Yesterday, I had the day off. The definition of day off in my case means I have eight hours off but can still be paged at any time. I decide to go to a coffee shop near my apartment. I order my favorite espresso, I grab a newspaper and start to read.
Then I hear a beep, the distinctive sound of a beeper that I have become so accustomed to hearing these days. It is Janice the ER nurse. I call her. “TJ, we have a 19-year old MVA (Motor Vehicle Accident), pretty bruised up.”
I tell her I will be there ASAP. As I reach the hospital and catch the elevators, I hear the hovering sounds of the helicopter that are probably bringing the victim. I suddenly go back to the days of training in Detroit.
The sound of hovering helicopters made me think I am in a war zone. In fact it could have been a war zone as gun shot and stab wound victims were dime a dozen in that center. On the first day of working there I remembered why army surgeons came to train there.
As I get to the ER I find the victim. A 19-year-old Iranian girl, with dark brown hair with a cast around her head. She has big eyelashes. Her eyes are closed. John the ER doc tells me her blood pressure is low and she has various external and may be internal injuries. I examine her abdomen and find it unusually tender: sign of bleeding. I suddenly see her in a sea of blood.
She is young, she is beautiful. She could be someone's sister, girlfriend, daughter. John tells me she was in a car accident, her boyfriend crashed into another car. Apparently he was drunk. I get angry “How can the idiot not take care of such a beautiful girl?” But there is no time for anger as she needs to be rushed to the OR, operating room.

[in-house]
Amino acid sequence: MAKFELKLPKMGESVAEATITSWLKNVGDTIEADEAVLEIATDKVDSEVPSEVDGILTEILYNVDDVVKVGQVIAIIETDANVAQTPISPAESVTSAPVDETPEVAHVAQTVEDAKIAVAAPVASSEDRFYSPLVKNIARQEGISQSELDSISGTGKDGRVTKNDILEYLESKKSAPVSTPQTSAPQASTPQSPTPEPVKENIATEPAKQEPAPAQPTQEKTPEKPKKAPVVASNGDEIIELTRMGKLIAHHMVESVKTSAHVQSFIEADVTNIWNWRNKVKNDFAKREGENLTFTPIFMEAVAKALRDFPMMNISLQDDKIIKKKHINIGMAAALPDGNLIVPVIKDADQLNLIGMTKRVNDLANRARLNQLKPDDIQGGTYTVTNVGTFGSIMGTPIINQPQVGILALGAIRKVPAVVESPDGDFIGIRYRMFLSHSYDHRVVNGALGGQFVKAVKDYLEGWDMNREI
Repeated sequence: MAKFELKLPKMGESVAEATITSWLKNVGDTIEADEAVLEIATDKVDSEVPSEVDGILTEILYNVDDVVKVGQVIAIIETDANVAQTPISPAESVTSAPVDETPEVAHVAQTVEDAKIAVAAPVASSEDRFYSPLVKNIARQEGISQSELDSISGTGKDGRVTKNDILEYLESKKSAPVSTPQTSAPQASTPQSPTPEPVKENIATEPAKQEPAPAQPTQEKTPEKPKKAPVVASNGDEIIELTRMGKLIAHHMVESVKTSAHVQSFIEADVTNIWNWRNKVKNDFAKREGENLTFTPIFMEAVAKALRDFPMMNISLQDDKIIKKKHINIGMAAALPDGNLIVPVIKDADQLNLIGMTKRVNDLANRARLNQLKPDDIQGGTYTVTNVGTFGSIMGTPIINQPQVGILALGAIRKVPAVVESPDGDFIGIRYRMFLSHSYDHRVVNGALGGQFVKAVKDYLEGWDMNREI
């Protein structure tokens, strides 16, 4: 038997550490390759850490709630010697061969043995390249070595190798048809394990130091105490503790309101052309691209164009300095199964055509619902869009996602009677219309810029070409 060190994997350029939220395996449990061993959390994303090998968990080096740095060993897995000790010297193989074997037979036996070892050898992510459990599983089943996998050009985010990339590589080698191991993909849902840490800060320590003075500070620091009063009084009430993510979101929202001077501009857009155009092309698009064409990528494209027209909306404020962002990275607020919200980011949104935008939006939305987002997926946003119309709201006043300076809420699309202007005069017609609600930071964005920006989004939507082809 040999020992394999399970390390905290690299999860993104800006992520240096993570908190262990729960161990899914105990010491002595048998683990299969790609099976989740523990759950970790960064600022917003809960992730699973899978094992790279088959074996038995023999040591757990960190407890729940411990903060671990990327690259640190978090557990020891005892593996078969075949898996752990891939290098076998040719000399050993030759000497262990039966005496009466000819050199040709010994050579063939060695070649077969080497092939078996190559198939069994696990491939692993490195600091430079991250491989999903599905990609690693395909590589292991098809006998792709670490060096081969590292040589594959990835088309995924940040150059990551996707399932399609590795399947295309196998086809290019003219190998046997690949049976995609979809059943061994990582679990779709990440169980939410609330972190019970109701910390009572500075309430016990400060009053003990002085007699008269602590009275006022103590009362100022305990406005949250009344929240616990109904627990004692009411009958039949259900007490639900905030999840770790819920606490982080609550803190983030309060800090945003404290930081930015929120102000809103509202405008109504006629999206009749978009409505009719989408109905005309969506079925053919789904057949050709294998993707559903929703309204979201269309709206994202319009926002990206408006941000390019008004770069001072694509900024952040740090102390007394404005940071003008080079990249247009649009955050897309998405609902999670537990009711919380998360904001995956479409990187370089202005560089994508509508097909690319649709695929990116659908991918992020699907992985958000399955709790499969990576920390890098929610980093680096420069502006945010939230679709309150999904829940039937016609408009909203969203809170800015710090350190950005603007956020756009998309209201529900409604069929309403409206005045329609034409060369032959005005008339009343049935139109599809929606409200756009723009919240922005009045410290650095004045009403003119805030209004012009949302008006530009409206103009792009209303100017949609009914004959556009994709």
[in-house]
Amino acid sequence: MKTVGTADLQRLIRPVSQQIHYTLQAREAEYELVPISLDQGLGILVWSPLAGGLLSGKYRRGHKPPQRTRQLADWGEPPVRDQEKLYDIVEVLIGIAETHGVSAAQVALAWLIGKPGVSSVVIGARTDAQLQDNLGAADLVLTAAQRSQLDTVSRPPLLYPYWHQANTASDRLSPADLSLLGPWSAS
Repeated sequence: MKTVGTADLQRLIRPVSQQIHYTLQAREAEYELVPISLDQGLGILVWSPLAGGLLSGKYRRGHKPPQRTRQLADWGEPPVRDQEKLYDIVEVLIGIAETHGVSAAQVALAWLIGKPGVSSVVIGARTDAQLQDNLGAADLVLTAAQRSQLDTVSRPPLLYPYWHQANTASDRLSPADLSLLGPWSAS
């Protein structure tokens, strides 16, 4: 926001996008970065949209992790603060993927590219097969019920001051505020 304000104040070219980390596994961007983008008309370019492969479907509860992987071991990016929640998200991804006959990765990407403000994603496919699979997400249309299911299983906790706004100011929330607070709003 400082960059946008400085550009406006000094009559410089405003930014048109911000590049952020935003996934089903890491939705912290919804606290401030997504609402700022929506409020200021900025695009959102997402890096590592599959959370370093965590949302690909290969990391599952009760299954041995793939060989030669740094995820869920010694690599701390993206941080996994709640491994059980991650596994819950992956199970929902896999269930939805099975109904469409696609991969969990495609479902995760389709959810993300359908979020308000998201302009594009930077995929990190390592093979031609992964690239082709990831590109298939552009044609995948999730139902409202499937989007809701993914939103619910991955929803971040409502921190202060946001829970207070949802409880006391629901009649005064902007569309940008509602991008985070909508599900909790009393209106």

I grab Allan, a second year resident. “Do you want to scrub in for a potential ruptured spleen?” He eagerly says yes and joins me in the OR. As I put the scalpel on her belly, I soon see that blood is gushing out. My prediction was right she has massive internal injuries. The operation is a roller coaster ride.
As she keeps losing blood, I keep ordering blood and intermittent doses of epinephrine, a drug that increases blood pressure. Finally we are done, she is stable.
Janice tells me that he boyfriend and family are awaiting me for an update. I open the OR door with anger and go meet this clown. As I see him from far, I notice he is crying and keeps looking at me. I am outraged. I want to throw him to the wall and tell him that if he was five minutes late she would have died. I wanted to tell him that he doesn't deserve her.
As I approach him, I see the sign of regret and sadness in his eyes.
“She will be ok, don't worry.”
He gives me a look of appreciation and shakes my hand not wanting to let go. I look back and say, “You take good care of her now.”
I go back to the coffee shop, order another espresso hoping that this time I can finish it as I await my next adventure.